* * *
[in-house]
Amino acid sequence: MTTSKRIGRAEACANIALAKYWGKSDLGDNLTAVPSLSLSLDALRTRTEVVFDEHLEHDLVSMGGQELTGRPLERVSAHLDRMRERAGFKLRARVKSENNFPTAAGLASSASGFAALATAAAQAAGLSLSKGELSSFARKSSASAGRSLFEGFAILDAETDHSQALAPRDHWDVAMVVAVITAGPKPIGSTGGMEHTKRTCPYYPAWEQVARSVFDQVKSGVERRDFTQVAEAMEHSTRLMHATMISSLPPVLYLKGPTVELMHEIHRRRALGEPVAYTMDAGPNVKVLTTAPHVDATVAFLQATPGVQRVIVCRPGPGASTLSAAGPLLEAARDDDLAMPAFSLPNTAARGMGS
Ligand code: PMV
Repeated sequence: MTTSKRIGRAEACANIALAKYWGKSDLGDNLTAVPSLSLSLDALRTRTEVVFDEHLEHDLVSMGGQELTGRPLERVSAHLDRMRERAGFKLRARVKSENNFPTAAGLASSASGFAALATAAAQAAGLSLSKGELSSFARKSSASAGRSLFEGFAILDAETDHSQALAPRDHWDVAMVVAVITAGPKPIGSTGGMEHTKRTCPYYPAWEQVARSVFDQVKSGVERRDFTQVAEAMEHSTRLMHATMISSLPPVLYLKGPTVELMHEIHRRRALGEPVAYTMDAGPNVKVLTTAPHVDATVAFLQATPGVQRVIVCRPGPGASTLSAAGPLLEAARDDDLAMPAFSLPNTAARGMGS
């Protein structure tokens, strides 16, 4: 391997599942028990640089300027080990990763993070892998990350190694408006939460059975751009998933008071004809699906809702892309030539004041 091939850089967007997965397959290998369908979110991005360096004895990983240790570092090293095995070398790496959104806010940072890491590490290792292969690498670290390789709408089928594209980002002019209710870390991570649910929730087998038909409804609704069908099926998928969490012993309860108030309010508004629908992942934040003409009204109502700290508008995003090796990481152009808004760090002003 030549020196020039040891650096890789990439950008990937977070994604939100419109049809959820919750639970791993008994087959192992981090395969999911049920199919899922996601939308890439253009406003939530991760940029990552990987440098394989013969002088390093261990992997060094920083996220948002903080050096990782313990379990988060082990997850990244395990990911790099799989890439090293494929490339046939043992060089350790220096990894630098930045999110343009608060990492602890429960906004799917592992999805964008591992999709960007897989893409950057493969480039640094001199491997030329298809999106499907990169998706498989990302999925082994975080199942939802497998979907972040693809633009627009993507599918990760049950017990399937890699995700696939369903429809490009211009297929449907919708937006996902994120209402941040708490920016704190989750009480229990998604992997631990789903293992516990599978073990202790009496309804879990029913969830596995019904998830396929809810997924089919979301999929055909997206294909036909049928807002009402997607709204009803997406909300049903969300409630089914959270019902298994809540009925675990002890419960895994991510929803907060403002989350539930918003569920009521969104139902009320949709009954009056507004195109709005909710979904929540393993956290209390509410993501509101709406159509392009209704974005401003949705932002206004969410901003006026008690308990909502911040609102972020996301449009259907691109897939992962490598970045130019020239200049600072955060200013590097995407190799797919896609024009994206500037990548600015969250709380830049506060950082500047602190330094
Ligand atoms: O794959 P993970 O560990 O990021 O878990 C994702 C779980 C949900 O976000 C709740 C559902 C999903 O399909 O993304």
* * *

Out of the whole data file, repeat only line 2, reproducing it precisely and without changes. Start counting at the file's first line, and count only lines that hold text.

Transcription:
Amino acid sequence: MTTSKRIGRAEACANIALAKYWGKSDLGDNLTAVPSLSLSLDALRTRTEVVFDEHLEHDLVSMGGQELTGRPLERVSAHLDRMRERAGFKLRARVKSENNFPTAAGLASSASGFAALATAAAQAAGLSLSKGELSSFARKSSASAGRSLFEGFAILDAETDHSQALAPRDHWDVAMVVAVITAGPKPIGSTGGMEHTKRTCPYYPAWEQVARSVFDQVKSGVERRDFTQVAEAMEHSTRLMHATMISSLPPVLYLKGPTVELMHEIHRRRALGEPVAYTMDAGPNVKVLTTAPHVDATVAFLQATPGVQRVIVCRPGPGASTLSAAGPLLEAARDDDLAMPAFSLPNTAARGMGS